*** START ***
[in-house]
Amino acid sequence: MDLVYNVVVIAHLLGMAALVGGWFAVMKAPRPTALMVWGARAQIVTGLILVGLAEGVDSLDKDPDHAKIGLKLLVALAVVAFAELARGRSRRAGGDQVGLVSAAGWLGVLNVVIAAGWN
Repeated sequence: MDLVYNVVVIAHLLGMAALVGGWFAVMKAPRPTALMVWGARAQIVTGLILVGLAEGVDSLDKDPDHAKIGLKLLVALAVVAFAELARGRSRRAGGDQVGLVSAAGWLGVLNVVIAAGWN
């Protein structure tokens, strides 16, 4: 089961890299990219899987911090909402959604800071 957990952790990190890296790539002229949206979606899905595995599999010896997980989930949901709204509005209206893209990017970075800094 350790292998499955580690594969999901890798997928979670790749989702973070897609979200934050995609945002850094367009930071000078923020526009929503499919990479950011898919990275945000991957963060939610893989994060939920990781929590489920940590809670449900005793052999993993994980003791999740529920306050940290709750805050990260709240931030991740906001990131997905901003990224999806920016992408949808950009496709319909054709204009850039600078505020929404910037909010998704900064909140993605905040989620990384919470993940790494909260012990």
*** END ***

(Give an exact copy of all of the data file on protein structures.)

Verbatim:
[in-house]
Amino acid sequence: MDLVYNVVVIAHLLGMAALVGGWFAVMKAPRPTALMVWGARAQIVTGLILVGLAEGVDSLDKDPDHAKIGLKLLVALAVVAFAELARGRSRRAGGDQVGLVSAAGWLGVLNVVIAAGWN
Repeated sequence: MDLVYNVVVIAHLLGMAALVGGWFAVMKAPRPTALMVWGARAQIVTGLILVGLAEGVDSLDKDPDHAKIGLKLLVALAVVAFAELARGRSRRAGGDQVGLVSAAGWLGVLNVVIAAGWN
């Protein structure tokens, strides 16, 4: 089961890299990219899987911090909402959604800071 957990952790990190890296790539002229949206979606899905595995599999010896997980989930949901709204509005209206893209990017970075800094 350790292998499955580690594969999901890798997928979670790749989702973070897609979200934050995609945002850094367009930071000078923020526009929503499919990479950011898919990275945000991957963060939610893989994060939920990781929590489920940590809670449900005793052999993993994980003791999740529920306050940290709750805050990260709240931030991740906001990131997905901003990224999806920016992408949808950009496709319909054709204009850039600078505020929404910037909010998704900064909140993605905040989620990384919470993940790494909260012990």